I thought it was the menopause but my symptoms were actually a rare cancer

I noticed weight creeping on around my stomach when I was in my early 40s

Normally a size 14, my clothes started becoming tighter around my middle. I wasn’t eating any differently, but my stomach was growing.

‘I must be going through the menopause,’ I told myself.  

I spoke to a doctor who also told me that’s what it was and so I put my other symptoms – hot sweats, dry skin, brain fog and anxiety – down to The Change.

Then, about a year before I turned 60, I began struggling with a leaky bladder too. It was usually in the night and when I coughed or sneezed. Again, I thought it was another menopause symptom.

But then when I turned 60, in June 2020, my husband, Phill, noticed that my tummy looked a funny shape – heavier at the bottom, a sort of pear shape. And although my arms and legs were very thin, my tummy was still growing larger. 

Although I was concerned, I didn’t think it was worth getting medical advice. Which, looking back, was silly.

In July 2020, I had a routine blood test at my GP surgery and the results came back, informing me that my haemoglobin levels were low, so it needed investigating. 

I got a phone call from my GP who said he wanted to see me, and that same day, I had my blood tests repeated.

I didn’t worry too much – until my GP said I had to go to Lincoln Hospital for an ultrasound scan in a couple of days’ time. I was worried but overall relieved that they might be able to get to the bottom of the symptoms I’d been experiencing for nearly 20 years.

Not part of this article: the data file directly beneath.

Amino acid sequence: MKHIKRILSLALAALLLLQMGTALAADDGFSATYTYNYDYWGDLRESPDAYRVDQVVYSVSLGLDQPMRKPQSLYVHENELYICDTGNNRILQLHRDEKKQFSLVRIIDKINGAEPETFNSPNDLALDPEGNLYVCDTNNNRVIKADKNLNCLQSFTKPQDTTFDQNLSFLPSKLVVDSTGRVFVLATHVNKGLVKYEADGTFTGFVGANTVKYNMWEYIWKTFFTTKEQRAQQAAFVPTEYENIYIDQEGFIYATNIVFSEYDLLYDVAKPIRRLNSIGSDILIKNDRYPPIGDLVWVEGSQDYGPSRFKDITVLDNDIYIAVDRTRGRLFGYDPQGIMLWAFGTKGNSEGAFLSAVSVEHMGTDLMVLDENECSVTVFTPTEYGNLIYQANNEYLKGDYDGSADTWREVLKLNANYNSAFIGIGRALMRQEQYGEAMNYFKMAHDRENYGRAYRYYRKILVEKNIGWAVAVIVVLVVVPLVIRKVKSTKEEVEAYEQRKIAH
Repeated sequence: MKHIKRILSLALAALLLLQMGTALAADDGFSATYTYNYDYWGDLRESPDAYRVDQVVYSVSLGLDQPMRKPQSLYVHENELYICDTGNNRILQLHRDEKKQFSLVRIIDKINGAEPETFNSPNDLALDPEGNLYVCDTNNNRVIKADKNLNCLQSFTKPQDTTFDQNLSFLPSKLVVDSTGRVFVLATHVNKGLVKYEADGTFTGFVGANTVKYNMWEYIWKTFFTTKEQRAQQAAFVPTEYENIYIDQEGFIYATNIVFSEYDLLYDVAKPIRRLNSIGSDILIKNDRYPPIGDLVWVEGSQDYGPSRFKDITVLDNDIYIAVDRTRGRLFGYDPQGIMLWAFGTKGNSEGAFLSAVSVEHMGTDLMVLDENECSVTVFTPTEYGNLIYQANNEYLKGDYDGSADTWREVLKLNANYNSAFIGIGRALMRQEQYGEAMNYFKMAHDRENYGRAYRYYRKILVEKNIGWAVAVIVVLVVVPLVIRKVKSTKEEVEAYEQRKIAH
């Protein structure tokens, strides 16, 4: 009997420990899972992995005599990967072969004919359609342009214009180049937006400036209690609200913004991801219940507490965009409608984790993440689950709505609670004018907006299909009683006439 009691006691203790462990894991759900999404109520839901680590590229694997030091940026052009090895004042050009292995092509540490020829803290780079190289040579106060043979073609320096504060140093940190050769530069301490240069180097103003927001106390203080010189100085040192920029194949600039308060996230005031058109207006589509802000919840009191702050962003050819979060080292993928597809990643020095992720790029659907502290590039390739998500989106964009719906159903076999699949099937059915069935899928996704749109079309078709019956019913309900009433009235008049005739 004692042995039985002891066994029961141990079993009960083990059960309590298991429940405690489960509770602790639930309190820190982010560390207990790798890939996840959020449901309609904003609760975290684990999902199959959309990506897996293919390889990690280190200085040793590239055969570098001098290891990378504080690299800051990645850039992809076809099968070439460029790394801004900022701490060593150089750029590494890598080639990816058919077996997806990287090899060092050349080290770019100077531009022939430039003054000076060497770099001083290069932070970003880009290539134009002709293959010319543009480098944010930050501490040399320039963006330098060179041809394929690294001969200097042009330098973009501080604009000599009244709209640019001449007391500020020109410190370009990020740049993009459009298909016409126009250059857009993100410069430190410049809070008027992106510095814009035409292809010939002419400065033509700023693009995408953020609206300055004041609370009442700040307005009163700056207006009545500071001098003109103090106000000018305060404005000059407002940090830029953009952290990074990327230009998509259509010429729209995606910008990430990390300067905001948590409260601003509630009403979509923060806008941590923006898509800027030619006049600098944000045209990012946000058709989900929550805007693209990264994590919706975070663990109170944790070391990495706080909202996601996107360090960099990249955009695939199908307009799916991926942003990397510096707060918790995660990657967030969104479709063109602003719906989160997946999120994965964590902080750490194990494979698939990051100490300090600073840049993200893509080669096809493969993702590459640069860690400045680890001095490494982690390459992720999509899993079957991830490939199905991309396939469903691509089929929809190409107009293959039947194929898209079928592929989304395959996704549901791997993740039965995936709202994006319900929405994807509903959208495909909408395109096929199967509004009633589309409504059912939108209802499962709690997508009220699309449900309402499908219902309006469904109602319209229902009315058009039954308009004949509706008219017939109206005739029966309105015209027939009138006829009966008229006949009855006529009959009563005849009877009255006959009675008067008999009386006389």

The day after my ultrasound, my GP rang me at 8am to say there was something in my ovary and they needed to investigate the possibility of ovarian cancer. Relief turned to fear, which was compounded by the fact that I had to go to every appointment on my own because of the Covid restrictions. 

Waiting for results was awful. Every day I was readying myself for news that never came. I’d flit between thinking, ‘If it was really bad, I’d have heard by now’ and ‘Maybe it’s so bad they have to get another opinion’. 

After four weeks, the results came back showing that the scan found what they thought was a mass on my ovary. More investigations followed and I had fluid drained from the mass.

The doctor warned me that it could be PMP, or Pseudomyxoma Peritonei – a rare cancer that starts growing on the appendix – but that they’d only ever had one case of it in Lincoln before. It was soon confirmed.

A lump formed in my throat when a consultant confirmed it had already spread to my stomach. 

Thankfully, he said that my prognosis looked as good as could be but we wouldn’t know properly until after I’d had surgery to remove the cancerous cells. I needed two major operations, then I’d be closely monitored for the next 10 years.

It took a while for the news to sink in but, back at home with Phill and our daughter Sarah, 29, I broke down in tears. They were shocked but supported me by being positive and refusing to let me wallow – instead repeating what my doctor had said: that he thought it was treatable.